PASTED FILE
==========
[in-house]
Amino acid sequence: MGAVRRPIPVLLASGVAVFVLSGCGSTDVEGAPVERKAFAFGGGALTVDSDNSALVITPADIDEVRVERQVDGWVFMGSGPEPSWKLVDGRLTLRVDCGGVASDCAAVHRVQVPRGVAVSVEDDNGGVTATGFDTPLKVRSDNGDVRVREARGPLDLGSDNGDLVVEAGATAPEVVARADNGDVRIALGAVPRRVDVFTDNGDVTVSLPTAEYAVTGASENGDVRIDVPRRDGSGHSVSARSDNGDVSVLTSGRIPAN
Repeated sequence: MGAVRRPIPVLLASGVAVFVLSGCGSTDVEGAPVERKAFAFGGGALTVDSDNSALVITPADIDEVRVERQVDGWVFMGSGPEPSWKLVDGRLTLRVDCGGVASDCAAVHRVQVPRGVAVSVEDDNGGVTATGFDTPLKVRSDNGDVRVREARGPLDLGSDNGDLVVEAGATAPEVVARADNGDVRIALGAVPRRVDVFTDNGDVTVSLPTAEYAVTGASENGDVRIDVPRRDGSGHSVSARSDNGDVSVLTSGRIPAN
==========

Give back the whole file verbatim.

[in-house]
Amino acid sequence: MGAVRRPIPVLLASGVAVFVLSGCGSTDVEGAPVERKAFAFGGGALTVDSDNSALVITPADIDEVRVERQVDGWVFMGSGPEPSWKLVDGRLTLRVDCGGVASDCAAVHRVQVPRGVAVSVEDDNGGVTATGFDTPLKVRSDNGDVRVREARGPLDLGSDNGDLVVEAGATAPEVVARADNGDVRIALGAVPRRVDVFTDNGDVTVSLPTAEYAVTGASENGDVRIDVPRRDGSGHSVSARSDNGDVSVLTSGRIPAN
Repeated sequence: MGAVRRPIPVLLASGVAVFVLSGCGSTDVEGAPVERKAFAFGGGALTVDSDNSALVITPADIDEVRVERQVDGWVFMGSGPEPSWKLVDGRLTLRVDCGGVASDCAAVHRVQVPRGVAVSVEDDNGGVTATGFDTPLKVRSDNGDVRVREARGPLDLGSDNGDLVVEAGATAPEVVARADNGDVRIALGAVPRRVDVFTDNGDVTVSLPTAEYAVTGASENGDVRIDVPRRDGSGHSVSARSDNGDVSVLTSGRIPAN